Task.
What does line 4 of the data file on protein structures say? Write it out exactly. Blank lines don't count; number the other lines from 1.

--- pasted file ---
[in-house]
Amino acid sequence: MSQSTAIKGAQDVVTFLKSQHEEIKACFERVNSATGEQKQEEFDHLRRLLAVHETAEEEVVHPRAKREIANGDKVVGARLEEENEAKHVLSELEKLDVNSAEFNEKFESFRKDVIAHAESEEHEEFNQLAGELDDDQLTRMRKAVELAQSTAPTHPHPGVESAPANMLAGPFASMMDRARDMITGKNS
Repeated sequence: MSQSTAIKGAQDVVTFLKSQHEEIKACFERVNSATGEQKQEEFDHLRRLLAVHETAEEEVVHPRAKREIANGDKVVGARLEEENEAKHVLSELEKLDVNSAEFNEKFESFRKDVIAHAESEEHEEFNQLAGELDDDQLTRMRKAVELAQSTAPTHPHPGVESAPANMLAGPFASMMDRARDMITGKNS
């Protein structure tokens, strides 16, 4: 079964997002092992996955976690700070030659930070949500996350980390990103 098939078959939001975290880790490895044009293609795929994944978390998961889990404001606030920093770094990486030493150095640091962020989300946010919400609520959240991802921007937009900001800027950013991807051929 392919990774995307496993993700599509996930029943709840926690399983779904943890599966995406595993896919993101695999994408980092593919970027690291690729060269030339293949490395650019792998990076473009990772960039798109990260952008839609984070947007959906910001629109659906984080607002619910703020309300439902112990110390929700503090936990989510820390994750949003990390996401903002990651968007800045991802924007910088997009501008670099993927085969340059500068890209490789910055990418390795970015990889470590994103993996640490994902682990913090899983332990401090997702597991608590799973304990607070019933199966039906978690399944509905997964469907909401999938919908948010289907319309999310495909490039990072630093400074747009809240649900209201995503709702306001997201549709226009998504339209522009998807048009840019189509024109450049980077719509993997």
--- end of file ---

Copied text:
């Protein structure tokens, strides 16, 4: 079964997002092992996955976690700070030659930070949500996350980390990103 098939078959939001975290880790490895044009293609795929994944978390998961889990404001606030920093770094990486030493150095640091962020989300946010919400609520959240991802921007937009900001800027950013991807051929 392919990774995307496993993700599509996930029943709840926690399983779904943890599966995406595993896919993101695999994408980092593919970027690291690729060269030339293949490395650019792998990076473009990772960039798109990260952008839609984070947007959906910001629109659906984080607002619910703020309300439902112990110390929700503090936990989510820390994750949003990390996401903002990651968007800045991802924007910088997009501008670099993927085969340059500068890209490789910055990418390795970015990889470590994103993996640490994902682990913090899983332990401090997702597991608590799973304990607070019933199966039906978690399944509905997964469907909401999938919908948010289907319309999310495909490039990072630093400074747009809240649900209201995503709702306001997201549709226009998504339209522009998807048009840019189509024109450049980077719509993997």